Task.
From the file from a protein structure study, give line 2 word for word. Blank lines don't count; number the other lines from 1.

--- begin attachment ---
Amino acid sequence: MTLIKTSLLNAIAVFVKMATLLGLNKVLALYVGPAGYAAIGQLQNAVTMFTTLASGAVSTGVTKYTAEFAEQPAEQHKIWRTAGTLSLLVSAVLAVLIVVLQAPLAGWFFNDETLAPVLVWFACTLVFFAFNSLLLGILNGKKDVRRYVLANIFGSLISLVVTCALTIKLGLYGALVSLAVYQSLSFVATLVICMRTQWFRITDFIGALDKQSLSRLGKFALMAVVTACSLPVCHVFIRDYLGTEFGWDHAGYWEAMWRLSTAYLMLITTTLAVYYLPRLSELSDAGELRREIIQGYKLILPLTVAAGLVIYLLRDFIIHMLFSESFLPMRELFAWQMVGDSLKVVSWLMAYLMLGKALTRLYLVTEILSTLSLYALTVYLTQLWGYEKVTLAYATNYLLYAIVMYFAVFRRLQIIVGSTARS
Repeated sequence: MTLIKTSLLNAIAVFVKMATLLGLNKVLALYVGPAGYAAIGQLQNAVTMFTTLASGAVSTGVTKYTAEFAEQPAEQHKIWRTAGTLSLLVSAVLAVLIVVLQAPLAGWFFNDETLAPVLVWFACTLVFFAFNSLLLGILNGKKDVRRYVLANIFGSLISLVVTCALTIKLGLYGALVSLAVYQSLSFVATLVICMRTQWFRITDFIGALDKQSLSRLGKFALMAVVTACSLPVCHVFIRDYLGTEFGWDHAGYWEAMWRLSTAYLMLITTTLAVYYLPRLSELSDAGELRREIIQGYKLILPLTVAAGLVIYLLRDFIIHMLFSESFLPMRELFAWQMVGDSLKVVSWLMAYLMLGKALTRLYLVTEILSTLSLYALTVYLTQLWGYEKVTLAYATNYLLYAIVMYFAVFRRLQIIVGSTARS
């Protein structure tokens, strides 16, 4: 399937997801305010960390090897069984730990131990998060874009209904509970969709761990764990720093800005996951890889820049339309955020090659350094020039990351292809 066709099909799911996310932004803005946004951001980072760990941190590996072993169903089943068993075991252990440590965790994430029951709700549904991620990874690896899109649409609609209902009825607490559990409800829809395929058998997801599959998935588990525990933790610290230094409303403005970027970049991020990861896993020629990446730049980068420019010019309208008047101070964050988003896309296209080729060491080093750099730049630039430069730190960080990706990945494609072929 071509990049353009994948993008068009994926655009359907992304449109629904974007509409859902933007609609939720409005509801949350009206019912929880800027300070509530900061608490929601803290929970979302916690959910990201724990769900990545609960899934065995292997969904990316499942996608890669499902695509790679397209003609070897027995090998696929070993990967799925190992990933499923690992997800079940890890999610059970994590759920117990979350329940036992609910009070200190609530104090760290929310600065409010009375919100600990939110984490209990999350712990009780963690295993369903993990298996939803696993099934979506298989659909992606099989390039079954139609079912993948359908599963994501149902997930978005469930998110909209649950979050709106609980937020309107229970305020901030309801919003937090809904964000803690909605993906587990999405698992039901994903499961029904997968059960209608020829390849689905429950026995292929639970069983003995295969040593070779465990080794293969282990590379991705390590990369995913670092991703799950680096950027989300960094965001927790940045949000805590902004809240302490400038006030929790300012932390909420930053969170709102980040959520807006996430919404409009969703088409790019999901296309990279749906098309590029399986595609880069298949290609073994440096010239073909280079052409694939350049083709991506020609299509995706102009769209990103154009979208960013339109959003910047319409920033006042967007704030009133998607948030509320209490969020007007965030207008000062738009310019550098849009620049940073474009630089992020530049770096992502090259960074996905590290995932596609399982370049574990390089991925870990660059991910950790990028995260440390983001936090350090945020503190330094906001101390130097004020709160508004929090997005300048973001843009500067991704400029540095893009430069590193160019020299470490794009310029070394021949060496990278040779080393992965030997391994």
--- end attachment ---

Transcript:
Repeated sequence: MTLIKTSLLNAIAVFVKMATLLGLNKVLALYVGPAGYAAIGQLQNAVTMFTTLASGAVSTGVTKYTAEFAEQPAEQHKIWRTAGTLSLLVSAVLAVLIVVLQAPLAGWFFNDETLAPVLVWFACTLVFFAFNSLLLGILNGKKDVRRYVLANIFGSLISLVVTCALTIKLGLYGALVSLAVYQSLSFVATLVICMRTQWFRITDFIGALDKQSLSRLGKFALMAVVTACSLPVCHVFIRDYLGTEFGWDHAGYWEAMWRLSTAYLMLITTTLAVYYLPRLSELSDAGELRREIIQGYKLILPLTVAAGLVIYLLRDFIIHMLFSESFLPMRELFAWQMVGDSLKVVSWLMAYLMLGKALTRLYLVTEILSTLSLYALTVYLTQLWGYEKVTLAYATNYLLYAIVMYFAVFRRLQIIVGSTARS